Good news for Uni Tasmania management

They may not have recognised it at first – it’s been a while

The National Tertiary Education Union postponed yesterday’s long-planned industrial action, “as a gesture of good faith” in enterprise bargaining negotiations with management.

“The progress in negotiations in the last few weeks has been significant, and we are hopeful that bargaining will be concluded in the very near future,” the union told members.

Crucial aspects of management’s offer include a 13.5 per cent pay rise over four years, which is not that far short of the 15 per cent over three NTEU national leadership wants nationally.  Plus casual academics accounting for 25 per cent max, with new continuing jobs and improved conversion for fixed-term staff. There is also a new union-management consultative committee.

“This significant progress would not have been made without members’ willingness to take industrial action,” the union states – which is undoubtedly true.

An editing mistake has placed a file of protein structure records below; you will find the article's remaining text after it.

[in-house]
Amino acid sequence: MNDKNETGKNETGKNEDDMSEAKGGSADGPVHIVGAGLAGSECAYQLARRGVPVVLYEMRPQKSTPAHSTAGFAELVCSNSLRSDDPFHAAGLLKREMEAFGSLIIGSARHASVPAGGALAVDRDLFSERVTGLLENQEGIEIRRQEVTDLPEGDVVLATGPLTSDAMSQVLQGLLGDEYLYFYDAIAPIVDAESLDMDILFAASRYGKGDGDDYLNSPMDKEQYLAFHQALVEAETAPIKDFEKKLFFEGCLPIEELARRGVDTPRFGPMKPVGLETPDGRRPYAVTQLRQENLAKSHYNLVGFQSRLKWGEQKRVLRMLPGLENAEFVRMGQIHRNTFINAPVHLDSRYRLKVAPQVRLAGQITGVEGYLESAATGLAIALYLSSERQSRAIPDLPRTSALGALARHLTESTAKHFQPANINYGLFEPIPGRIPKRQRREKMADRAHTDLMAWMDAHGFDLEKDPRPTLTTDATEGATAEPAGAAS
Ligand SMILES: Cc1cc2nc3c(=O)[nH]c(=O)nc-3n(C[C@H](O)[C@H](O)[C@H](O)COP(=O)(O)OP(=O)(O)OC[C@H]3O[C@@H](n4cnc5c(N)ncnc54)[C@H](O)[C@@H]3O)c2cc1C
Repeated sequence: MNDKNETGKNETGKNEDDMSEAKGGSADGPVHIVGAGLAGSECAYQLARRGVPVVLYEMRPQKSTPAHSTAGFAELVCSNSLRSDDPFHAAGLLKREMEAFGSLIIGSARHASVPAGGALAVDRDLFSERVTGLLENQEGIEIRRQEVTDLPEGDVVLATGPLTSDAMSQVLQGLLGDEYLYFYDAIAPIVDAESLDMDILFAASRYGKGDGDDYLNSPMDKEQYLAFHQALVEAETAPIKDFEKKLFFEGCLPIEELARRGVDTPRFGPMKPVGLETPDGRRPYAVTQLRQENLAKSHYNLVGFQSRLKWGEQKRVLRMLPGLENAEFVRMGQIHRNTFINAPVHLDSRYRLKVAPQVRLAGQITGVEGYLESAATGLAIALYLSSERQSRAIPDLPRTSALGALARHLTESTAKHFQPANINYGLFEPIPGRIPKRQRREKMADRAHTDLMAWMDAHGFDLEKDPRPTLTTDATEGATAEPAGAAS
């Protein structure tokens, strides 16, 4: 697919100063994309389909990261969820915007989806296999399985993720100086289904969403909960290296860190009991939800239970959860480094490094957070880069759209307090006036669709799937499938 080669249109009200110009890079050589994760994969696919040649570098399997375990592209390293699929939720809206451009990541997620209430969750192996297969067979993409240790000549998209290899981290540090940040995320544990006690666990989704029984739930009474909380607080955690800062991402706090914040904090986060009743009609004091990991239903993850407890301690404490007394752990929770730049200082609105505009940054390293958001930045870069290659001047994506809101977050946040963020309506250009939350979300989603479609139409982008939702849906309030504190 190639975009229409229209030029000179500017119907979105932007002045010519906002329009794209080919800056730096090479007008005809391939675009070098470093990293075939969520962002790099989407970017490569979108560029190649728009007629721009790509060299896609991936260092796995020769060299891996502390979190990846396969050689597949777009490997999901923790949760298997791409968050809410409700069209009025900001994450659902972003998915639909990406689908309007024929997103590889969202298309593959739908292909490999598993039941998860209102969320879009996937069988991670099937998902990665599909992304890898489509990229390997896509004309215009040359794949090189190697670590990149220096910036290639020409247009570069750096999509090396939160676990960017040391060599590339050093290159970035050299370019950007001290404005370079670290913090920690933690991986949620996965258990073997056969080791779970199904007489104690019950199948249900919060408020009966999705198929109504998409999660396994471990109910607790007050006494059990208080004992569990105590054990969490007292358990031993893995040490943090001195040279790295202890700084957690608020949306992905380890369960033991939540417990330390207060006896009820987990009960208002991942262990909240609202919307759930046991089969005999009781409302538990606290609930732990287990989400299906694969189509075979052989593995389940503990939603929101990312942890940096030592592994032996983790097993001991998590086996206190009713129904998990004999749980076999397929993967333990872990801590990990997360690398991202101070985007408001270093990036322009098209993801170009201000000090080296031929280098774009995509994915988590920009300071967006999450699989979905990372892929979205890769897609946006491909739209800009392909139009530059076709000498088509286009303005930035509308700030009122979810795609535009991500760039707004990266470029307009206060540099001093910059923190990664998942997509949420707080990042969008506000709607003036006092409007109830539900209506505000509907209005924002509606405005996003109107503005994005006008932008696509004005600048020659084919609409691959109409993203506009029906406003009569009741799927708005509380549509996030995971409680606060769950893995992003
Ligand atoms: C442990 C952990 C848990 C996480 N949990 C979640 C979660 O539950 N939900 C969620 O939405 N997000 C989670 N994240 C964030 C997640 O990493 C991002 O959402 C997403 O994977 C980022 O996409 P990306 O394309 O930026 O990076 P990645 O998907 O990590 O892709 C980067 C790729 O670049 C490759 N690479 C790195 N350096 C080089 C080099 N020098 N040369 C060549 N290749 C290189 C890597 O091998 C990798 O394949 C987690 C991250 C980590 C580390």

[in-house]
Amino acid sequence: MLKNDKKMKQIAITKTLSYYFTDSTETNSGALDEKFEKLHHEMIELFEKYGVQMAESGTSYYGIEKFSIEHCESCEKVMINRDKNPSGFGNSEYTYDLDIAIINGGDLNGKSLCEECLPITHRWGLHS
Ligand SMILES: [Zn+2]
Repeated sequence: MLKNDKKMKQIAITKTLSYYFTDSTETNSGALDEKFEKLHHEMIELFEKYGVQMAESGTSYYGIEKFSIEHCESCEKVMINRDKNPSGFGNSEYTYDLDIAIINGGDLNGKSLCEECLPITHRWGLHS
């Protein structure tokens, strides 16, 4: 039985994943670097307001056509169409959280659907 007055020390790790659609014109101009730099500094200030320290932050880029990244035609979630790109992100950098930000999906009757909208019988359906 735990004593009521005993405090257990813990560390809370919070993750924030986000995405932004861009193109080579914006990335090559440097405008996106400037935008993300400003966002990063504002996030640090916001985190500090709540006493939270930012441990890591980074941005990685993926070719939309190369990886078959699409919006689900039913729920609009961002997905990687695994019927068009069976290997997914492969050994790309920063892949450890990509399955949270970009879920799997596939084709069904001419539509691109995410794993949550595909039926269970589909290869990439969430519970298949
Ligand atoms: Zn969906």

But it is also due to management’s need for a deal and recognition that these are not the times for hanging tough. As VC Rufus Black put it in July, “part of paying people fairly is recognising that we are in an inflationary environment and cost of living pressures are affecting everyone,” (CMM July 4). And conversion rights for casuals has been on the national agenda since Western Sydney U’s precedent-setting proposed agreement (CMM July 27), now set to go to an all-staff vote.

Management is also signalling a more conciliatory style. “We need to focus on managing change in a much more effective way, building better approaches to two-way communication, and creating a better sense of empowerment and autonomy for our people,” Kristen Derbyshire (Chief People Officer) said during the week.

As to what’s in it for management; peace with staff is one fewer front to be fighting on. The Legislative Council inquiry into the university has a volume of vitriol in submissions to consider and the relocation of most of the university to the CBD was decisively rejected by Hobart City Council residents in a non-binding vote last month (CMM October 31).